It still makes sense for a woman who gets sick during maternity leave to postpone rather than terminate her leave. The legislation is behind the times. The Minister of State has addressed the recommendations in the report of the working group on the review and improvement of the maternity protection legislation. When this legislation was introduced, the Department of Health and Children's national breastfeeding policy recommended that all women should be encouraged to breastfeed for at least four months. However, since then maternity leave has been extended to 18 weeks paid leave and eight weeks unpaid leave.
The Department of Health and Children's optimal infant and young child nutrition policy has changed and mothers are now recommended to exclusively breastfeed for the first six months and to continue breastfeeding thereafter in combination with solids for up to two years. The legislation does not meet the latest recommendation and the termination of maternity leave instead of its postponement is not a good step.
Under legislation to protect women's rights, particularly in the area of maternity leave, difficulties for employers cannot be created. They will question whether they should employ women if an environment is created in which their rights are onerous. Most employers work as hard as they can to create an environment whereby they can organise locum cover for women on maternity leave. Many companies operate fair maternity leave policies and pay full benefits to those on maternity leave. There is an option to transfer from unpaid maternity leave to a sick pay scheme, which presumably will not be taken unless the person can be paid for sick leave. If the maternity leave is extended, it results in additional costs to the employer. A step by step approach is important in these cases. Significant changes have been made in protection for mothers but further changes must be introduced stage by stage.
I agree with the Minister of State on postponing maternity leave at the conclusion of sick leave; otherwise, there would be an onerous burden on employers. Employers must examine such issues on an economic basis because they must pay wages at the end of the day and make a profit to do so. We must be as fair as we can to ensure businesses have an opportunity. That is the real world and I have no doubt that is reflected in the working group's compromise. Perhaps this issue should be pursued in the context of paid parental leave in future as the rights of women are expanded and protected.
Did the review group examine the possibility of a woman taking unpaid leave while not covered by maternity protection if she took up the provisions of the section? The woman who gets sick and takes advantage of these provisions loses out on paid maternity leave, which is unfair.
I had children at a time maternity leave did not exist. It was considered that the world would come to an end if maternity leave was introduced but that did not happen and women became more popular as employees because they were needed in the workforce. Did the Minister of State's advisers take into account that the average family size is 2.1 children? It is not as if women will seek extra leave six times or more during their careers and, hopefully, not many will get sick anyway so the scenario will not arise where vast numbers of women will discommode employers by getting sick. I understand Senator Cox's point but this legislation should be as strong as possible in order that we do not have to revisit it in a short while.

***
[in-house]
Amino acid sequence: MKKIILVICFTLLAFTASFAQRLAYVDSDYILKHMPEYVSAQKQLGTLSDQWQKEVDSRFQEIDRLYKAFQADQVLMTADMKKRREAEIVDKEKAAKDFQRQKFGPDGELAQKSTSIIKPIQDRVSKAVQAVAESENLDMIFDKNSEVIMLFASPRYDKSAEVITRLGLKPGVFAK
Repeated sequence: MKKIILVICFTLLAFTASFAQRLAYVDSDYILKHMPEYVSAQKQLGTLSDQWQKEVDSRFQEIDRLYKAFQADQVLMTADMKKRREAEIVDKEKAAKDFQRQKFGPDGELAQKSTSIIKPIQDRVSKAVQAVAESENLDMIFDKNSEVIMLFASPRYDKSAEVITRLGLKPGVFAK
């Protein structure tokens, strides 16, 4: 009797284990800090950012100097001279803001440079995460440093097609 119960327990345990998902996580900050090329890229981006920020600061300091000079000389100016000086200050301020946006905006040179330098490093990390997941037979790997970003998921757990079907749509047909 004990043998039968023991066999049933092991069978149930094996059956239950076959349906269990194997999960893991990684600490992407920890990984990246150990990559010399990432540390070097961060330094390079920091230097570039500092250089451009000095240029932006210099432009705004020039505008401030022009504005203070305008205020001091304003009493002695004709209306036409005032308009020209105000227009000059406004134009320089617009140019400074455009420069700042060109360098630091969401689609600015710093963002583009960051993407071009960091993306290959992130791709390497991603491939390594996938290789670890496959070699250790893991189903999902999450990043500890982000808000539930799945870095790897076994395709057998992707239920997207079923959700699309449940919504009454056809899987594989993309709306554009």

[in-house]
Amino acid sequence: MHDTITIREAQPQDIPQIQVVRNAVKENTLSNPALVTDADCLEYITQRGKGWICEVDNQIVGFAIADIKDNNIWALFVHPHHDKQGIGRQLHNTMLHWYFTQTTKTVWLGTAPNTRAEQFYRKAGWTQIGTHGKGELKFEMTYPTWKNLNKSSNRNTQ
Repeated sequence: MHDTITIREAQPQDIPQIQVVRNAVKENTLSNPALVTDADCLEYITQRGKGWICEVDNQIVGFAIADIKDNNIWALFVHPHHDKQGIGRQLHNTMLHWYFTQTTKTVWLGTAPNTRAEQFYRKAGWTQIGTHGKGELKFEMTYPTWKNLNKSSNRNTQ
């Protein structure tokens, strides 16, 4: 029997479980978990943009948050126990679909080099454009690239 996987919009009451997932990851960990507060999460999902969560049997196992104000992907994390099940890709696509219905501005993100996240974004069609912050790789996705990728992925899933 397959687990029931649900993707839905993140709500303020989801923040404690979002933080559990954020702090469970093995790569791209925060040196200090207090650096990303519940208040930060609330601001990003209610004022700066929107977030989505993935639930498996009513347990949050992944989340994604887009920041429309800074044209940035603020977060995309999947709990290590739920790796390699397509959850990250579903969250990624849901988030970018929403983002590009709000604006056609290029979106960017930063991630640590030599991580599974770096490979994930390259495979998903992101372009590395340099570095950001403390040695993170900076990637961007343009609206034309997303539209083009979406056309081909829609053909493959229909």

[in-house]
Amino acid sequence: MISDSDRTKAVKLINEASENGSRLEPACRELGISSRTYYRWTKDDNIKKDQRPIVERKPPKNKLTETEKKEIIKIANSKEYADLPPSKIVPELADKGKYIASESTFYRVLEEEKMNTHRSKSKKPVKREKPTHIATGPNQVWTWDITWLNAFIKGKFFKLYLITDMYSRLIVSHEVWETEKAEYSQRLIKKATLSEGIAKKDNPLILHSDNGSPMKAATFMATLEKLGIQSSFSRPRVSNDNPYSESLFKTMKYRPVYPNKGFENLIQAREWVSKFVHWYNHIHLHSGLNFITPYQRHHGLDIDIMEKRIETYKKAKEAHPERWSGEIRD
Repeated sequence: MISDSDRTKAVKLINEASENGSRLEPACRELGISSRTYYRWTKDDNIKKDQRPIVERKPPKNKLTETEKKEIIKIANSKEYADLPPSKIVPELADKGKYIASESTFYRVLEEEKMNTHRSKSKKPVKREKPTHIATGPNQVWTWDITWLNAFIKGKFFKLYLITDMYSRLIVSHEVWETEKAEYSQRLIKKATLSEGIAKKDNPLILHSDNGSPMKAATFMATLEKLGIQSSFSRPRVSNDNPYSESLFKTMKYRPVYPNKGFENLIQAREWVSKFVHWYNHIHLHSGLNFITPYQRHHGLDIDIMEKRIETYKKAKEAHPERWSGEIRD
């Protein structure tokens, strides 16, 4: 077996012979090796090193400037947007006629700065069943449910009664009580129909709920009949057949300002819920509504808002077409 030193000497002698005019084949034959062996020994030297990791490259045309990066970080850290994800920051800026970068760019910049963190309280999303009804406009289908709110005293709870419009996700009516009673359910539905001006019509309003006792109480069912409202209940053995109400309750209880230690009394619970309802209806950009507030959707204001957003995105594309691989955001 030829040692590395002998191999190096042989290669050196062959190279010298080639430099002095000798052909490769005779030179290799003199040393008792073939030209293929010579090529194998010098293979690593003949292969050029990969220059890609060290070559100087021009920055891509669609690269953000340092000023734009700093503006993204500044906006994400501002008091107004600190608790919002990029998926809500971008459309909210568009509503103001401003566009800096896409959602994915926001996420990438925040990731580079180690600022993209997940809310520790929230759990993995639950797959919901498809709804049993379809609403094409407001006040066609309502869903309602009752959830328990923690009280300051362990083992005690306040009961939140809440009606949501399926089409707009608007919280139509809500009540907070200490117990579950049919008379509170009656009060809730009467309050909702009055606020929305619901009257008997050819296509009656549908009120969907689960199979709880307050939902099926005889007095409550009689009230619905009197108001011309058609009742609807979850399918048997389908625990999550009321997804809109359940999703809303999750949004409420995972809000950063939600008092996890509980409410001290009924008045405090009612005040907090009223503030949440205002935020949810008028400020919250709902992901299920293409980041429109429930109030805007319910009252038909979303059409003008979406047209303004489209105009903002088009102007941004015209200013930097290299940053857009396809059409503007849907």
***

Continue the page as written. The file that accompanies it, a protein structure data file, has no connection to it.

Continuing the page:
Senator Terry referred to the breastfeeding provisions. Following her contribution on Second Stage, I undertook to discuss this issue with my officials and various other parties to ascertain whether I could table an amendment to address the Senator's well argued point. However, I have tabled an amendment to meet the Senator's concerns, which we will discuss later.
There are several types of legislation but I categorise legislation in two ways. I could introduce legislation, for example, to reform the libel laws or the law relating to possessory title over which the two Houses of the Oireachtas have autonomy. We have free licence to draft the law as we wish. If the Opposition tables amendments, which the Government is convinced are good, they can be made. However, this legislation falls into a slightly different category because it is intended to reflect agreement by the social partners on certain measures that will cost employers while giving female workers who become pregnant extra rights.
The working group worked out a compromise. It would not be morally correct for the House to unilaterally change a fundamental provision in a compromise hammered out between the social partners, which puts female workers at an advantage and employers at a disadvantage. Given that the legislation is supposed to reflect the hard fought and difficult compromise worked out over a long time by the working group, it should not be unilaterally changed in a dramatic way.